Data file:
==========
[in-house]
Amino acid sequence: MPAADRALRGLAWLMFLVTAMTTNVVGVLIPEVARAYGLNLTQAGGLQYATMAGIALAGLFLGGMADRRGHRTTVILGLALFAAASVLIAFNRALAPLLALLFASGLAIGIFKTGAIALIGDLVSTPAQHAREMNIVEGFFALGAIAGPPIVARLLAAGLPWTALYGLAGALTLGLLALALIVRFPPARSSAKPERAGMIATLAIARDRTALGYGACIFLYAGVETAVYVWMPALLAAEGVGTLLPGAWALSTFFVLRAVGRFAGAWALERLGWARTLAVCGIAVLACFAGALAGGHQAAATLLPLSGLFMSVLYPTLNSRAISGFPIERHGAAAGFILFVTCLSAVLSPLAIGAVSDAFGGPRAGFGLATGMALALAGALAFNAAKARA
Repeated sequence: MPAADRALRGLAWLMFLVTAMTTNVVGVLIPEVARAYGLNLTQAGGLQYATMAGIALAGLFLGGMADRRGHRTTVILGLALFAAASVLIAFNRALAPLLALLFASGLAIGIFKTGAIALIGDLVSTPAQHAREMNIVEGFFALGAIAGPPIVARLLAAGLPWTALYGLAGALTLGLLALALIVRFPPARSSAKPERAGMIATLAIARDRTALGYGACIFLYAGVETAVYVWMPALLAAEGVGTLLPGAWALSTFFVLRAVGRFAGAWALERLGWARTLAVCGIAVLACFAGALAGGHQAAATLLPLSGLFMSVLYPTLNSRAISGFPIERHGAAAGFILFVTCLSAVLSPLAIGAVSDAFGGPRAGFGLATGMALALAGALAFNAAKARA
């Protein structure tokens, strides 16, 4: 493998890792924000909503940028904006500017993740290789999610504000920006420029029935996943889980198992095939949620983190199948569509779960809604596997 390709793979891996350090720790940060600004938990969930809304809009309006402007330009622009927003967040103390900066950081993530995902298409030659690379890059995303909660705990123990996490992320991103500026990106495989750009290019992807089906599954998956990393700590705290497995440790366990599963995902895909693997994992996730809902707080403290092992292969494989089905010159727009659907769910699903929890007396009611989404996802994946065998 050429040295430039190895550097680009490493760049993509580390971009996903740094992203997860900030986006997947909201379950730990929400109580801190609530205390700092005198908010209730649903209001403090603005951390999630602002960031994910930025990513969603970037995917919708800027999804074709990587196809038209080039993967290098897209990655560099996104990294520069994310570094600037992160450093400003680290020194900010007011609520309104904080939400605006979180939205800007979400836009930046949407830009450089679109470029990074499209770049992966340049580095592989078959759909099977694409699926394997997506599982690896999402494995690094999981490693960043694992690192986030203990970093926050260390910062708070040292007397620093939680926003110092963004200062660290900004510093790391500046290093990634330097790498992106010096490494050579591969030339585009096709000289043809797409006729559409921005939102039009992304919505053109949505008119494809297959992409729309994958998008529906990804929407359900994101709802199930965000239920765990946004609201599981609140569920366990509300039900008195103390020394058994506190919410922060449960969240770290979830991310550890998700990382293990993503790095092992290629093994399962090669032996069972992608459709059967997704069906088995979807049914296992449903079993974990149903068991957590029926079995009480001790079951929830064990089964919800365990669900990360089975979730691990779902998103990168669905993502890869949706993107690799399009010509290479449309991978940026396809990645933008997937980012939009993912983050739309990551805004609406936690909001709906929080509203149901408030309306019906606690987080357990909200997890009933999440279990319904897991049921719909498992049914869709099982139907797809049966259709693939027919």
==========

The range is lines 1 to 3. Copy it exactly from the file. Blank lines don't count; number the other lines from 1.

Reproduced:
[in-house]
Amino acid sequence: MPAADRALRGLAWLMFLVTAMTTNVVGVLIPEVARAYGLNLTQAGGLQYATMAGIALAGLFLGGMADRRGHRTTVILGLALFAAASVLIAFNRALAPLLALLFASGLAIGIFKTGAIALIGDLVSTPAQHAREMNIVEGFFALGAIAGPPIVARLLAAGLPWTALYGLAGALTLGLLALALIVRFPPARSSAKPERAGMIATLAIARDRTALGYGACIFLYAGVETAVYVWMPALLAAEGVGTLLPGAWALSTFFVLRAVGRFAGAWALERLGWARTLAVCGIAVLACFAGALAGGHQAAATLLPLSGLFMSVLYPTLNSRAISGFPIERHGAAAGFILFVTCLSAVLSPLAIGAVSDAFGGPRAGFGLATGMALALAGALAFNAAKARA
Repeated sequence: MPAADRALRGLAWLMFLVTAMTTNVVGVLIPEVARAYGLNLTQAGGLQYATMAGIALAGLFLGGMADRRGHRTTVILGLALFAAASVLIAFNRALAPLLALLFASGLAIGIFKTGAIALIGDLVSTPAQHAREMNIVEGFFALGAIAGPPIVARLLAAGLPWTALYGLAGALTLGLLALALIVRFPPARSSAKPERAGMIATLAIARDRTALGYGACIFLYAGVETAVYVWMPALLAAEGVGTLLPGAWALSTFFVLRAVGRFAGAWALERLGWARTLAVCGIAVLACFAGALAGGHQAAATLLPLSGLFMSVLYPTLNSRAISGFPIERHGAAAGFILFVTCLSAVLSPLAIGAVSDAFGGPRAGFGLATGMALALAGALAFNAAKARA